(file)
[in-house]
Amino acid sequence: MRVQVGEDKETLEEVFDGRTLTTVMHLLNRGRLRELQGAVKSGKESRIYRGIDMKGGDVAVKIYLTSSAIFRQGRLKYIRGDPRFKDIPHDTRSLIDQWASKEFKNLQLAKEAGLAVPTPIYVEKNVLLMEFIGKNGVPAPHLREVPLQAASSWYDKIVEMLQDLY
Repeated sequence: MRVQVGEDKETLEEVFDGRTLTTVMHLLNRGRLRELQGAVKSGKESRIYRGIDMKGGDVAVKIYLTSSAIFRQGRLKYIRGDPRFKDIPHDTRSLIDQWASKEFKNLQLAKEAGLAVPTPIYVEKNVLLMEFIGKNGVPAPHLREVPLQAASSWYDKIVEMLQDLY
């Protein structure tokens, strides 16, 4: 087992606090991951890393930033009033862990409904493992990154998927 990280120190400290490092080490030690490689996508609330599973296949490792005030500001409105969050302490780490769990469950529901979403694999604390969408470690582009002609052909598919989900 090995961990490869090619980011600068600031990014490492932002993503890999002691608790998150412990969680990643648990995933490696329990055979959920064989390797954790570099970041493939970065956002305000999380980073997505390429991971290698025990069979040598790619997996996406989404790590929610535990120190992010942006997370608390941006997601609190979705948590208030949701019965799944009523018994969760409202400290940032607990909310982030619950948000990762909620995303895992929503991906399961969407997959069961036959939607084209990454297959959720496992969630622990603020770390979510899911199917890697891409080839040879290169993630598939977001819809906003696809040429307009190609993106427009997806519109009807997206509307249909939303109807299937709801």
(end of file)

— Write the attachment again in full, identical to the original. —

[in-house]
Amino acid sequence: MRVQVGEDKETLEEVFDGRTLTTVMHLLNRGRLRELQGAVKSGKESRIYRGIDMKGGDVAVKIYLTSSAIFRQGRLKYIRGDPRFKDIPHDTRSLIDQWASKEFKNLQLAKEAGLAVPTPIYVEKNVLLMEFIGKNGVPAPHLREVPLQAASSWYDKIVEMLQDLY
Repeated sequence: MRVQVGEDKETLEEVFDGRTLTTVMHLLNRGRLRELQGAVKSGKESRIYRGIDMKGGDVAVKIYLTSSAIFRQGRLKYIRGDPRFKDIPHDTRSLIDQWASKEFKNLQLAKEAGLAVPTPIYVEKNVLLMEFIGKNGVPAPHLREVPLQAASSWYDKIVEMLQDLY
């Protein structure tokens, strides 16, 4: 087992606090991951890393930033009033862990409904493992990154998927 990280120190400290490092080490030690490689996508609330599973296949490792005030500001409105969050302490780490769990469950529901979403694999604390969408470690582009002609052909598919989900 090995961990490869090619980011600068600031990014490492932002993503890999002691608790998150412990969680990643648990995933490696329990055979959920064989390797954790570099970041493939970065956002305000999380980073997505390429991971290698025990069979040598790619997996996406989404790590929610535990120190992010942006997370608390941006997601609190979705948590208030949701019965799944009523018994969760409202400290940032607990909310982030619950948000990762909620995303895992929503991906399961969407997959069961036959939607084209990454297959959720496992969630622990603020770390979510899911199917890697891409080839040879290169993630598939977001819809906003696809040429307009190609993106427009997806519109009807997206509307249909939303109807299937709801």